Teeny-tiny bumps on the jawlines of alligators and crocodiles are more sensitive than human fingertips, new research finds.
The reptiles' sensitive "gently smiling jaws" (to quote Lewis Carroll) may enable them to both carry their offspring in the mouths with great gentleness and to snap at prey in a split second, researchers report Thursday in the Journal of Experimental Biology.
"As soon as they feel something touch, they snap at it," study researcher Ken Catania, a biologist at Vanderbilt University, said in a statement.
Catania was curious as to why crocs and gators sport tiny, dome-like bumps on their faces. These microscopic structures can help conservationists tell farmed reptile skin from that of endangered poached species used to make purses, shoes and belts. But no one knew exactly what the bumps were for. [ Which Is Which: Alligators vs. Crocodiles ]
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Catania and his graduate student Duncan Leitch used a scanning electron microscope to get an ultra-close look at the bumps' structure in American alligators and Nile crocodiles, revealing sensitive nerve endings capable of detecting vibration and pressure. They then traced these nerve endings to their source, finding that they arise from the trigeminal nerve that protrudes directly from the skull. (Humans have a version of the trigeminal nerve, too, which enables facial sensations and carries the motor impulses we need for biting, chewing and swallowing.)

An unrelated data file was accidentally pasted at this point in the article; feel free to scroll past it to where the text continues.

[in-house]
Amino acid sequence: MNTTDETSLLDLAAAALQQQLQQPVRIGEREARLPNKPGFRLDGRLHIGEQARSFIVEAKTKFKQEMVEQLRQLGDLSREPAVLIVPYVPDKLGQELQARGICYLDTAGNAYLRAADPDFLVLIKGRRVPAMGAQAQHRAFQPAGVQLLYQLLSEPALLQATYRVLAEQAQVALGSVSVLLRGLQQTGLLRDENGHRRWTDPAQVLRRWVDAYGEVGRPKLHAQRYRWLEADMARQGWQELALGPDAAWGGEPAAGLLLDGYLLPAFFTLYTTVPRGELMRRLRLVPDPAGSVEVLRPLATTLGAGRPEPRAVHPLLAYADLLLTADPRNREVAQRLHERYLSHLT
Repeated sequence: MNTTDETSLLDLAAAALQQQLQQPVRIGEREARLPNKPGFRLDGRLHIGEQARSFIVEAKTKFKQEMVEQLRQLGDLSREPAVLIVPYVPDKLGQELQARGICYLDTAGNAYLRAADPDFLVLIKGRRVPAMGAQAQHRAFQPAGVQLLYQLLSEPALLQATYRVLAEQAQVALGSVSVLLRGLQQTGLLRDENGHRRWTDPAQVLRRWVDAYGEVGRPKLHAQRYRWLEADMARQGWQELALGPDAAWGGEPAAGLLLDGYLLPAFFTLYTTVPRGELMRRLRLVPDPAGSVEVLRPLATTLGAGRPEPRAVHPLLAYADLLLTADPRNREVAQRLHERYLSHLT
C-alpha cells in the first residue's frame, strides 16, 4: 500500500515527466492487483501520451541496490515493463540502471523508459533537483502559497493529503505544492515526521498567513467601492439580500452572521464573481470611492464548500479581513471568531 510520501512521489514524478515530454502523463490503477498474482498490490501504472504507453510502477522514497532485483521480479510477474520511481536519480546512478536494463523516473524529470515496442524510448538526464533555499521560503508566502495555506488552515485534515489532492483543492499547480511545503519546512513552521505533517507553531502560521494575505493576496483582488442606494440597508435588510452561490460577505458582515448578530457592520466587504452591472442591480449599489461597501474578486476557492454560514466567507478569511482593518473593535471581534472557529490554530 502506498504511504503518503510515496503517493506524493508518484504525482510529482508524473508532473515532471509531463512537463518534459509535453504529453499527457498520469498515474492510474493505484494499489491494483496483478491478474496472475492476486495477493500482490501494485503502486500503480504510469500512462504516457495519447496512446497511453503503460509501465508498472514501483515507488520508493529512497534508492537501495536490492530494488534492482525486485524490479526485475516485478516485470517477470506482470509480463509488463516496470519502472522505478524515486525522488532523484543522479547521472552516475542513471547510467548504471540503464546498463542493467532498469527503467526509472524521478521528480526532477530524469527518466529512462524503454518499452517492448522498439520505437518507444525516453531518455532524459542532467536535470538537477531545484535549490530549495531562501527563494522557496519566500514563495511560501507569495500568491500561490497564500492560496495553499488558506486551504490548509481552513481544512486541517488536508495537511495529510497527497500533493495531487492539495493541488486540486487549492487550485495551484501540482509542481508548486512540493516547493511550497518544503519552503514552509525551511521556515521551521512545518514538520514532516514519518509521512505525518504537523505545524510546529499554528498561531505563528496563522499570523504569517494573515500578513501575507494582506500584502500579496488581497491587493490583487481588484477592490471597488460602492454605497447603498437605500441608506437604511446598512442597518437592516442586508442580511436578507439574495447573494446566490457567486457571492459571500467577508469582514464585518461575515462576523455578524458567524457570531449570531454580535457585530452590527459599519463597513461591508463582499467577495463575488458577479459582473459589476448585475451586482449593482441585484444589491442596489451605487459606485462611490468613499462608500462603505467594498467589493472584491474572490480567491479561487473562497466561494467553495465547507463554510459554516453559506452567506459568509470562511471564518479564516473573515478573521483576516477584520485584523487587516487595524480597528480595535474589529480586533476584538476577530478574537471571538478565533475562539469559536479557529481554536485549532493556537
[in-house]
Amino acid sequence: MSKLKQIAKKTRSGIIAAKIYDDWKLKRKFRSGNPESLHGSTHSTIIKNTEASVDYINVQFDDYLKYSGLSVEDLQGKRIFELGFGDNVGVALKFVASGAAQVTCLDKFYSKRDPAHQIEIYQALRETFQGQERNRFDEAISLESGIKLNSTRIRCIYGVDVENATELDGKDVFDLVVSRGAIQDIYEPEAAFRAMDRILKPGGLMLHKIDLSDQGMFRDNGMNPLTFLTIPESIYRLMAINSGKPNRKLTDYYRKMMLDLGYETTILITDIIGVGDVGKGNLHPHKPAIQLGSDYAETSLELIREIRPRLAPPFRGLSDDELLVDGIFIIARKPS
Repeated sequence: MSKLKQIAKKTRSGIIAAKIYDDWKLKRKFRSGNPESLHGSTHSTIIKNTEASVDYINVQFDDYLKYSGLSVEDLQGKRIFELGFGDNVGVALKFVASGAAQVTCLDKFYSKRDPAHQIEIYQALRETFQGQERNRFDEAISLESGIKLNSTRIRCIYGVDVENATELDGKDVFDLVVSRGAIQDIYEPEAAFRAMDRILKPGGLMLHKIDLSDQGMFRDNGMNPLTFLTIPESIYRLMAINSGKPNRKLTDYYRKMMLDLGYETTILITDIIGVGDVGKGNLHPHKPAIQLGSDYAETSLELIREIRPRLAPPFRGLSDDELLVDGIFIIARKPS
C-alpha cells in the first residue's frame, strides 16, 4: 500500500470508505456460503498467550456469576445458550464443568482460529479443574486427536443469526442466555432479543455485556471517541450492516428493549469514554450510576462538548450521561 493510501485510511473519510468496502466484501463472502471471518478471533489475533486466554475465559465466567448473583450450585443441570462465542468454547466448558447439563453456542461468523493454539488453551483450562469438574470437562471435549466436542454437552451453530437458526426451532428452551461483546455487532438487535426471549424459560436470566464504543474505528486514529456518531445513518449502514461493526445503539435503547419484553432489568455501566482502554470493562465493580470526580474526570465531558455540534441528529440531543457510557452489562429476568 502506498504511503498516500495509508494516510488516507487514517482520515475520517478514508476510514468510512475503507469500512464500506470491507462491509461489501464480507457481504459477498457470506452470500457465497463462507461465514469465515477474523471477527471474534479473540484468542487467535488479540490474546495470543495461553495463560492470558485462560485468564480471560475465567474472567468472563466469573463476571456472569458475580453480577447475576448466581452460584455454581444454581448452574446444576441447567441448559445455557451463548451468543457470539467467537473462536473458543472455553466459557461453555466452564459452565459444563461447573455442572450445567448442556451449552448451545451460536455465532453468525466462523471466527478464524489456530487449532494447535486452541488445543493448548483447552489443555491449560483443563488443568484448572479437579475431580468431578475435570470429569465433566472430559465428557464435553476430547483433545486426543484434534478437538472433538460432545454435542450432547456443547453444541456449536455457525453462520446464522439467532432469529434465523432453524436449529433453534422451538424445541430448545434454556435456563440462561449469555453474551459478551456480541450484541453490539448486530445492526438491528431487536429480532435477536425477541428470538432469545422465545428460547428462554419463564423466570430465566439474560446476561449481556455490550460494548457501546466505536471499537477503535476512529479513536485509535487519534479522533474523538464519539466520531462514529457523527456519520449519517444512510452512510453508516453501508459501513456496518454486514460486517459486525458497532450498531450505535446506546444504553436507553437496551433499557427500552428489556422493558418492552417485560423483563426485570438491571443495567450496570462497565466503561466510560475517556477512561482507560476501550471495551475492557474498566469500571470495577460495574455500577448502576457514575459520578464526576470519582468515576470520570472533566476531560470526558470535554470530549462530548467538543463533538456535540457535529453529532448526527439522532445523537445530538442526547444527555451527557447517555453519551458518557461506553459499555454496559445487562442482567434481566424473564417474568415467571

Next, the researchers turned to the function of this nerve network. Previous researchers had suggested the facial bumps might detect levels of salt in the water, so the scientists tried exposing Nile crocs to salt water while measuring for electrical signals in the nerves. They found nothing. But a touch sensitivity test, conducted by touching one of the sensory bumps with a tiny hair, revealed the bumps to be more sensitive than human fingertips.
The researchers found that crocs and gators can snap their jaws shut around prey within 50 milliseconds, a reaction time likely enabled by their super-sensitive skin. But these giant reptiles can be gentle, too, cradling their offspring in their mouths to carry them from place to place.
The researchers are now interested in learning more about what regions in the brain these facial nerves stimulate.
"Crocodilians are not an ancestor to humans, but they are an important branch that allows us to fill in key parts of the evolutionary puzzle for how sensory maps in the forebrain have evolved," Catania said.
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